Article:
LATEST ADDITIONS

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Stereophile Staff Posted: Apr 25, 1999 0 comments
Toronto-based Lenbrook Group announced earlier this month that it had acquired NAD Electronics from AudioNord International, a Scandinavian organization that has owned the brand for most of this decade. The deal is expected to close next week, on May 3. Lenbrook will take over NAD's worldwide marketing and distributorship, but AudioNord will continue to market the brand in Holland, Belgium, Luxembourg, Germany, and Scandinavia. Other joint marketing ventures will follow, according to Lenbrook's public relations agent.
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Stereophile Staff Posted: Apr 25, 1999 0 comments
We posted an update on Peter Belt and his activities earlier in the month, but the saga began many moons ago. If you're curious about where it all began, or just need to know more, then J. Gordon Holt's "L'Affaire Belt" is for you. Stranger than fiction? Guaranteed.
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Barry Willis Posted: Apr 25, 1999 0 comments
The Grateful Dead were the most enduring and most worshipped of all the rock groups who originated in the San Francisco scene of the 1960s. The Dead spawned Deadheads, a global family of loyal followers, who lived for the communal high of Dead concerts, where recording by fans was encouraged by the band and its management. Deadheads continue to share recordings of those concerts through a vast network, including several websites. Until recently, at least two of the sites had been providing MP3 transmissions at no charge.
David Vernier Posted: Apr 24, 1999 0 comments
JOHN TAVENER: Eternity's Sunrise
With: Song of the Angel, Petra: A Ritual Dream, Sappho: Lyrical Fragments, Funeral Canticle
Patricia Rozario, Julia Gooding, sopranos; George Mosley, baritone; Andrew Manze, violin; Choir & Orchestra of the Academy of Ancient Music, Paul Goodwin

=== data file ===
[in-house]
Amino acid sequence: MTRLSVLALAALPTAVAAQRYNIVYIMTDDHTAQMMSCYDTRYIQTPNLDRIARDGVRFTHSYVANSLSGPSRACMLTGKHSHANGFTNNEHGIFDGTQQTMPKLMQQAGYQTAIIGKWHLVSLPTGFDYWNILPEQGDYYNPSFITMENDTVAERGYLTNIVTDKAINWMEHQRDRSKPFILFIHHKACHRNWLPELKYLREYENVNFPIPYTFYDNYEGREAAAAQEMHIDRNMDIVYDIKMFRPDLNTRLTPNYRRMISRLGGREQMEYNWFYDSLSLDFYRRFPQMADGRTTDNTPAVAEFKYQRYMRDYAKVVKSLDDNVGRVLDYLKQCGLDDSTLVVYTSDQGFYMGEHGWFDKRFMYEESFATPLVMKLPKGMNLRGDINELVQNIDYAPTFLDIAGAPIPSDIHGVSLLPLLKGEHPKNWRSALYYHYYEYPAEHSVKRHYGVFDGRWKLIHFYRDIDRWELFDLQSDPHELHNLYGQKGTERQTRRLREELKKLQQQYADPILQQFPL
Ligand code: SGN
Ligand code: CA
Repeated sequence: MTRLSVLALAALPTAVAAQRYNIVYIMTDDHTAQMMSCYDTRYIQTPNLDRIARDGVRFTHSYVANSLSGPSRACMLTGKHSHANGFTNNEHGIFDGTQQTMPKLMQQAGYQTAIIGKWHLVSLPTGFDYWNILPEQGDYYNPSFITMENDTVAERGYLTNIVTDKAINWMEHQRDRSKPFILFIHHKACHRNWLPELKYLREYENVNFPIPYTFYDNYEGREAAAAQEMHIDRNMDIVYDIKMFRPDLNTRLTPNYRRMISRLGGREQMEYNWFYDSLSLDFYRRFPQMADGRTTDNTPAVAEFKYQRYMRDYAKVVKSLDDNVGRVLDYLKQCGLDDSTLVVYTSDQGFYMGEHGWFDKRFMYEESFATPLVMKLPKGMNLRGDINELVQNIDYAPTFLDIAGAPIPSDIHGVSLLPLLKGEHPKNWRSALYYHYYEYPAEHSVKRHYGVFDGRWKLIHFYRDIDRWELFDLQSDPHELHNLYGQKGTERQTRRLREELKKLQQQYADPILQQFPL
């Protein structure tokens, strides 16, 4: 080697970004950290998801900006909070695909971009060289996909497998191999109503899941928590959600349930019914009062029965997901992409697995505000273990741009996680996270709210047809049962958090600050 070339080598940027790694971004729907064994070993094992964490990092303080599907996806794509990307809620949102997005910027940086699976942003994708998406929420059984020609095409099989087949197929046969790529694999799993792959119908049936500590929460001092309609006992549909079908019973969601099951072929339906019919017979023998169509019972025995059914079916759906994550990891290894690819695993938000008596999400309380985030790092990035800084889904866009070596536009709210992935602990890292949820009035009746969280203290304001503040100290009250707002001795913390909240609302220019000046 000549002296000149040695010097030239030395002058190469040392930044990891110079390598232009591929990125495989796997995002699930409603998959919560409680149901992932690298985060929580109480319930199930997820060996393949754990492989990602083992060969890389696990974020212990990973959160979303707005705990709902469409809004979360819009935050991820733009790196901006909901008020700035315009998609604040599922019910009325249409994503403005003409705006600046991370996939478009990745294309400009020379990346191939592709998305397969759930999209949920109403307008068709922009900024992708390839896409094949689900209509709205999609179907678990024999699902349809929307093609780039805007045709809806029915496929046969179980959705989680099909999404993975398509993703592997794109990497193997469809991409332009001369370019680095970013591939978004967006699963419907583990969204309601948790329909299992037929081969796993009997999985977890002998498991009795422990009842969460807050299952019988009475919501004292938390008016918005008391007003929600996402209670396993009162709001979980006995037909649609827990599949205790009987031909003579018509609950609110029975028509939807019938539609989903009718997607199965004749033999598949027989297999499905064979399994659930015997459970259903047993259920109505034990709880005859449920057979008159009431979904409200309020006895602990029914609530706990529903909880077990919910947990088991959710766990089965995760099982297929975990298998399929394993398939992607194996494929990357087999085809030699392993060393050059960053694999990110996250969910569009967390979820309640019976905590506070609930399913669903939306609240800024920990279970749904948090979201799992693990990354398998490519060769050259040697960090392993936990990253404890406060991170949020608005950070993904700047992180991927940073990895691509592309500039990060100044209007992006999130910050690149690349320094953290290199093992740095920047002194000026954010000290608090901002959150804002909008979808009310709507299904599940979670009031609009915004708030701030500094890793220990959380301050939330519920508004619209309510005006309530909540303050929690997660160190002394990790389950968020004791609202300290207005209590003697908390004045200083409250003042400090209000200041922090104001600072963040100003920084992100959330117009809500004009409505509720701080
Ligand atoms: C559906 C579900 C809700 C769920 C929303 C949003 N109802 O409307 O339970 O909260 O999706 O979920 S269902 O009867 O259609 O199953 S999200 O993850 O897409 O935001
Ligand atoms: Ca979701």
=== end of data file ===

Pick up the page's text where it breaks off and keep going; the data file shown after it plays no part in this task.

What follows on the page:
Harmonia Mundi HMU 907231 (CD). 1998. Robina Young, prod.; Mike Hatch, eng. DDD. TT: 65:03
Performance ****
Sonics ****
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Barry Willis Posted: Apr 18, 1999 0 comments
There's gold in them digital music hills. This obvious reality---supported by the music industry's near-panic in the face of the phenomenal growth of MP3 in the past year---was reinforced last week, when Sony Corporation and International Business Machines announced a digital music mutual-aid pact at a press conference in Los Angeles.
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Stereophile Staff Posted: Apr 18, 1999 0 comments
Step all the way back to issue number one of Stereophile, in which Lucius Wordburger proffers some sage advice on How to Write an Ad. Learn about The Endorsement (hint: don't use Fidel Castro), The Calculated Omission, and The Junk Product.
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Jon Iverson Posted: Apr 18, 1999 0 comments
Last week, RealNetworks announced that it has signed a definitive agreement to acquire privately held Xing Technology, a developer and provider of MP3 software. Xing has been developing standards-based digital audio and video encoding and decoding technology since 1990, but eventually ran into trouble competing with other Internet-audio startups such as RealNetworks and Liquid Audio.
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Barry Willis Posted: Apr 18, 1999 0 comments
Cambridge, England's Meridian Ltd. has been making digital active (or self-powered) loudspeakers since 1990. Regarded as the best among the very few companies to offer such a product, Meridian has taken the concept to a new level by introducing three DSP-series loudspeakers with 24-bit/96kHz capability: the DSP6000, DSP5500, and DSP5000---all bearing the 96/24 suffix to distinguish them from their lower-resolution predecessors. Meridian introduced two 96kHz-capable subwoofers, the DSW1500 and DSW2500, at the 1999 Consumer Electronics Show.
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Stereophile Staff Posted: Apr 18, 1999 0 comments
In an aggressive move into the used audio equipment market, New York retailer Harvey Electronics announced last week that the company will begin to sell used audio products and special purchases of new merchandise on eBay, an online auction site, beginning June 1, 1999. The company also recently announced that it will sell merchandise through other website partnerships.
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Barry Willis Posted: Apr 11, 1999 0 comments
Prior to the Telecommunications Act of 1996, federal law limited broadcasters to ownership of only four radio stations in any one market, and a maximum of 40 nationwide. The act loosened regulations to allow ownership of as many as eight stations in a single market, and hundreds nationally.

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